1
$\begingroup$

In the Eucledian 3D space, only one axis of rotation is possible at one time for a body, such as a sphere. So we have a 2D plane of rotation perpendicular to the 1D axis of rotation, the total of 3D. Easy to visualize. Now, in 4D, not so easy to visualize anymore. If we still have a 2D plane of rotation, then we have two extra dimensions perpendicular to this plane. Does this mean that a body, such as a 3-sphere:

  1. Can rotate around two orthogonal axes at the same time or:
  2. Can rotate only around one of two axes at a time or:
  3. Rotation in 4D is not in the plane, but in tbe "volume of rotation" around one axis

Sorry for my lack of 4D imagination. I would appreciate your help with pointing out what the correct way of thinking is regarding rotations in 4D.

$\endgroup$
2
$\begingroup$

To clarify, a rotation $P$ in 4-D is defined to be an orthogonal matrix with positive determinant, that is, $P^TP=I$, $\det P=+1$.

For every such rotation, one can find two perpendicular rotation planes meeting only at the origin. So $P$ has a matrix $$\pmatrix{\cos\theta&-\sin\theta&0&0\\\sin\theta&\cos\theta&0&0\\0&0&\cos\phi&-\sin\phi\\0&0&\sin\phi&\cos\phi}$$

If by axis you mean non-zero fixed vectors $Px=x$, then there are no axes in general for 4-D rotations, just as there are no axes in 2-D.

So none of the suggestions 1-3 hold: there are two orthogonal planes, each rotating independently, and causing the volume of vectors in between them to rotate with them. The projections of a body onto the planes rotate with the planes.

Add: A rotating 3-D sphere does have an axis, and there is only one way to extend the rotation to 4-D, namely by fixing the fourth dimension; this is the case $\phi=0$ in the above matrix.

If you are rotating with the sphere and look up at the sky, and you have 4-D vision, then the sky would not look like a dome but a volume (a 3-sphere). There would be a whole plane (appearing like a great circle) of fixed 'polar' stars, and all other stars rotate about this plane along with the 'equator'.

If you find it hard to imagine stars rotating about a plane, think of the flatman A. Square: all his stars rotate about his circular Earth and it might be inconceivable for him to imagine a fixed polar star.

Add2: Represent the 3-sphere using three angles $(\theta,\phi,\psi)$. Here is a plot of three random stars as they move in this space:

enter image description here enter image description here

In general they are seen as moving in a direction (the one you would have moved if you weren't stationary) but rotating about that direction. The two rotations could of course have different rates.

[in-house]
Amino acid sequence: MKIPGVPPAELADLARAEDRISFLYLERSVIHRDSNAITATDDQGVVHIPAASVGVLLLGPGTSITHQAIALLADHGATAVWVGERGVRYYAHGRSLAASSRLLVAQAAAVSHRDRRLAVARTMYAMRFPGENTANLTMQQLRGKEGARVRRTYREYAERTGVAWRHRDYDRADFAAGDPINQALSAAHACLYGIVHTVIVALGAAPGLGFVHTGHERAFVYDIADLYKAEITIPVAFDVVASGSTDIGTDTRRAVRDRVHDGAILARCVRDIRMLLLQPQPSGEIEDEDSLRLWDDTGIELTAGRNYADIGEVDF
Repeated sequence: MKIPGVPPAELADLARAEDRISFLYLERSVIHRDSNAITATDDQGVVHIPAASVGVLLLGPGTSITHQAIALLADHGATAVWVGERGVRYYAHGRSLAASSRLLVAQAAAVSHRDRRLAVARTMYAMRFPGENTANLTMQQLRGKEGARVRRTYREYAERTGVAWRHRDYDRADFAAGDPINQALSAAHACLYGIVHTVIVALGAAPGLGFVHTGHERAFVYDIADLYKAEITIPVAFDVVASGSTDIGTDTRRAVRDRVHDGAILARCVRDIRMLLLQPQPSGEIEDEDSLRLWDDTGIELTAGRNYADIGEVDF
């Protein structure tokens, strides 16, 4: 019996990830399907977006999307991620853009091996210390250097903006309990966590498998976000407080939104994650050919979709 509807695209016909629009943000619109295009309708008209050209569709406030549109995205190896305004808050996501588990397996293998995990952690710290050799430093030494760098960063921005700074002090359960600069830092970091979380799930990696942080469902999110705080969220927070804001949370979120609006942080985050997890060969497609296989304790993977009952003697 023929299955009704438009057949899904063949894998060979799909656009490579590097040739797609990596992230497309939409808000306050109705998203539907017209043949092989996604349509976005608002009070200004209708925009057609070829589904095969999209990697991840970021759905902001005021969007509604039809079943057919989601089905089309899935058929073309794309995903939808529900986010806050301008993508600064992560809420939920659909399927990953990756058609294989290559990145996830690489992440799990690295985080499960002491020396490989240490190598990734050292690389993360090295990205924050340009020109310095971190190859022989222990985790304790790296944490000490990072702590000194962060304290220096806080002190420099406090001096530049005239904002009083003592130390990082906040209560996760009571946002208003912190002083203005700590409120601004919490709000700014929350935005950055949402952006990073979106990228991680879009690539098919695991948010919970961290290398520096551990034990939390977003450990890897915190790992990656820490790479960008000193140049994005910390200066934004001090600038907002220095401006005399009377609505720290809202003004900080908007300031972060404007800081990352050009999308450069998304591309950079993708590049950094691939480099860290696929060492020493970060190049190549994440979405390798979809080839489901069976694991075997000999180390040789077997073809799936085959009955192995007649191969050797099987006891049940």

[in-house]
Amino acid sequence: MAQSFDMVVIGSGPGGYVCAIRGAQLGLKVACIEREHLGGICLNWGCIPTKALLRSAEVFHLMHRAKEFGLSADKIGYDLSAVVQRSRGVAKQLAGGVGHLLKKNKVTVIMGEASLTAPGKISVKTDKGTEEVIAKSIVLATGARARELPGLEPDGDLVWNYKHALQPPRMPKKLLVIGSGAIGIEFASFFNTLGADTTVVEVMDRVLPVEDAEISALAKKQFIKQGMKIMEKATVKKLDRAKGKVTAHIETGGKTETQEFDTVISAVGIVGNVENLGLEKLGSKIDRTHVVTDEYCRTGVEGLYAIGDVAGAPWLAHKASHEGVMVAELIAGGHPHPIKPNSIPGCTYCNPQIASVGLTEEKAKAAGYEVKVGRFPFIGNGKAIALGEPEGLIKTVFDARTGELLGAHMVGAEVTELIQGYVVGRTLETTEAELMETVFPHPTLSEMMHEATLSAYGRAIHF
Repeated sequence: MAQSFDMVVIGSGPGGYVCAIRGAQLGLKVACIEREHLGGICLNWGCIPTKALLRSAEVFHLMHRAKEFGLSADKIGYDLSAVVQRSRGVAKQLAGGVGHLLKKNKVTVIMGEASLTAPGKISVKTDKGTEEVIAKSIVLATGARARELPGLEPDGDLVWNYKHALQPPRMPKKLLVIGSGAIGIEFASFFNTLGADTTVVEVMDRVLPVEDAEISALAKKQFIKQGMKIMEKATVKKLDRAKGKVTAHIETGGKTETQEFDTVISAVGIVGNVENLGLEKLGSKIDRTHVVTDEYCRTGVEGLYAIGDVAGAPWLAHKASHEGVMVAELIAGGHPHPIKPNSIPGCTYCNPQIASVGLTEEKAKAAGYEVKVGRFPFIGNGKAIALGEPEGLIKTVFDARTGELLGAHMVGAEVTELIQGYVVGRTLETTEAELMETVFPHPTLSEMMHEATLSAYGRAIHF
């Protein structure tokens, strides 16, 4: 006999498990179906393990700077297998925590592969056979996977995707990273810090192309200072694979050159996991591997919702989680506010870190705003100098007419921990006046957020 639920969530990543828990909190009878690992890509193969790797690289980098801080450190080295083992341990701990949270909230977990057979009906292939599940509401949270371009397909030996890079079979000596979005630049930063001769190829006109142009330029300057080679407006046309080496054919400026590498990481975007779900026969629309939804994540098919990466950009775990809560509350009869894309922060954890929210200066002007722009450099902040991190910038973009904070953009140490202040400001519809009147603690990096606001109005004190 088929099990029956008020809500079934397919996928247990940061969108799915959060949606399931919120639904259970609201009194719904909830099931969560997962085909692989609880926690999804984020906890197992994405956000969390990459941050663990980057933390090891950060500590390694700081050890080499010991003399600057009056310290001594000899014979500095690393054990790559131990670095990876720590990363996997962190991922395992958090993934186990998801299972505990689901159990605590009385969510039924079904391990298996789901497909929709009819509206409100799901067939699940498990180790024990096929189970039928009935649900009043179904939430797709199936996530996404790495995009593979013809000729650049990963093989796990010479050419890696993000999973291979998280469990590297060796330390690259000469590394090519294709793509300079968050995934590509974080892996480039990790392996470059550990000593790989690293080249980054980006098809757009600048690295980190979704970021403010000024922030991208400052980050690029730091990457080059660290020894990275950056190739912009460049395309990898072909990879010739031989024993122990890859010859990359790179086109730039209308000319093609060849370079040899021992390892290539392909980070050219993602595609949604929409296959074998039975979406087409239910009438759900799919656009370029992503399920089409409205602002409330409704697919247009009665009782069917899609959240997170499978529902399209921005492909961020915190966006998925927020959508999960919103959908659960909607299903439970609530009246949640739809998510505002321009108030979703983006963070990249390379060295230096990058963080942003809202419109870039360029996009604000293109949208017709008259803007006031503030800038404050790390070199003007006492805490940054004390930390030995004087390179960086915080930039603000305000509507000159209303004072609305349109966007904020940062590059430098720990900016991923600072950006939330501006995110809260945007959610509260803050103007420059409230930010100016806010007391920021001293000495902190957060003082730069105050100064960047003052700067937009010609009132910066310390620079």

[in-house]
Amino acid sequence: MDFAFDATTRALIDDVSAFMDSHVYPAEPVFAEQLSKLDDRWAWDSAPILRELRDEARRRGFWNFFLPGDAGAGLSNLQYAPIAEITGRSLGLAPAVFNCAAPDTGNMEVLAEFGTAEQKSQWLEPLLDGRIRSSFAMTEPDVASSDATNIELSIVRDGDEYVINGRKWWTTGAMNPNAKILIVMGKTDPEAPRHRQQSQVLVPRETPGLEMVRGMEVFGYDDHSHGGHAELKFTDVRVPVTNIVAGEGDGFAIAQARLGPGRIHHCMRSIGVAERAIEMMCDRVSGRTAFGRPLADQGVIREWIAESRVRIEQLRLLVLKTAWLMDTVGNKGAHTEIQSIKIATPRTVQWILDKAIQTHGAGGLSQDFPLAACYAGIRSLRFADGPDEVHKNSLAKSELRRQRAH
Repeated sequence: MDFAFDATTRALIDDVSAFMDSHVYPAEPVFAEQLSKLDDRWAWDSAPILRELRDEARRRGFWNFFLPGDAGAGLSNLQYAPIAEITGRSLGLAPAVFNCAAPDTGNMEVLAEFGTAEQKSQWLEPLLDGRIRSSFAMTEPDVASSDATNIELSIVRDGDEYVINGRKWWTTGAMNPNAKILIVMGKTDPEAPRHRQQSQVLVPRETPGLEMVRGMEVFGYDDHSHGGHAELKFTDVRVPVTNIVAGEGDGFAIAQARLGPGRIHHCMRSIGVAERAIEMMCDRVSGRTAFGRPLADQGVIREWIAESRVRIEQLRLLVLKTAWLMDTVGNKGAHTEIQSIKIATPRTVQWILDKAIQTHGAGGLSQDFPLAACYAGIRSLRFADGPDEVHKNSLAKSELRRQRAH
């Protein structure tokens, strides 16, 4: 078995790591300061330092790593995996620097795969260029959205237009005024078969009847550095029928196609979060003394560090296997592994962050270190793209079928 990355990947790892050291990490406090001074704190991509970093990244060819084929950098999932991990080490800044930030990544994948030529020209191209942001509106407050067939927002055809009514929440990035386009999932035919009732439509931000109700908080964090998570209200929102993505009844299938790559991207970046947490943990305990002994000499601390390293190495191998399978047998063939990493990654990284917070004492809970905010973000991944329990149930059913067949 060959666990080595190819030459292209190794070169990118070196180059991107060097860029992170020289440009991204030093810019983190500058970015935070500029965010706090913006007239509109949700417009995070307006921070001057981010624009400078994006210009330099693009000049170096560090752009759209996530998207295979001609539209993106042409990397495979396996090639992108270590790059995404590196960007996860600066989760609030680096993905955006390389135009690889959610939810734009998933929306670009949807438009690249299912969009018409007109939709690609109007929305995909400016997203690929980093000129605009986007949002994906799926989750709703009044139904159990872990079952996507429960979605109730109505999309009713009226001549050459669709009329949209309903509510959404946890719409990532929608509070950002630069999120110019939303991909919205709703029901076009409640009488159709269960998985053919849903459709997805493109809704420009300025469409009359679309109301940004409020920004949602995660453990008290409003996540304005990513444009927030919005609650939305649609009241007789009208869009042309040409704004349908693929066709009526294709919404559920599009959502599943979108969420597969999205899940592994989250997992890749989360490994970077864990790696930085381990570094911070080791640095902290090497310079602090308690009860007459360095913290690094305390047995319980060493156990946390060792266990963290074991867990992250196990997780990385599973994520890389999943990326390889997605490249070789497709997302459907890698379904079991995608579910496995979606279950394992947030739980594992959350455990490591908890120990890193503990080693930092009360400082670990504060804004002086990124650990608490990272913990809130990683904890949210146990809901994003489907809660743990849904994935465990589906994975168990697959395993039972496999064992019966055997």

$\endgroup$
3
  • $\begingroup$ Thank you for the answer! While I am trying to comprehend it, I wonder if you could please help me with an example. As mentioned in the question, the rotating object is a 3-sphere. Consider it is the shape of the universe. If I am stationary in it while it rotates in a single rotation, I would see stars approaching me on one side and moving away from me on the other (as if I am flying forward). What woud I see during a double rotation that you've described? Thanks again for your help! $\endgroup$ – safesphere Nov 30 '17 at 4:02
  • $\begingroup$ Thank you for the addition, but it may not be what I meant. My example was a universe with space shaped as a 3-sphere (a 3D surface of a 4D ball) embedded in a flat 4D Eucledian space. There are no stars outside the volume of the 3-sphere, so no 4D vision should be required (at least locally) to observe the stars. Since a 3-dphere is a 4D object, it should rotate around 2 orthogonal planes meeting at the center of the sphere, as you originally described, should it not? I am stationary inside the rotating 3-sphere. I am observing the stars inside the sphere. If the sphere rotates around only... $\endgroup$ – safesphere Nov 30 '17 at 20:55
  • $\begingroup$ ... one plane, I believe, I would see the stars approaching me on one side and moving away from me on the opposite side, as if I were moving straight (along some "meridian") inside the sphere. This seems pretty intuitive, is this not correct? Finally, if the 3-sphere rotates around 2 orthogonal planes, as you described, this is no longer as intuitive. Clearly, I would still see the stars moving somehow. Would I see the same as above plus the universe rotating around the "vector" of my perceived motion forward? Or would it look like something else? To clarify - I do not rotate with the sphere. $\endgroup$ – safesphere Nov 30 '17 at 21:06

Your Answer

By clicking “Post Your Answer”, you agree to our terms of service, privacy policy and cookie policy

Not the answer you're looking for? Browse other questions tagged or ask your own question.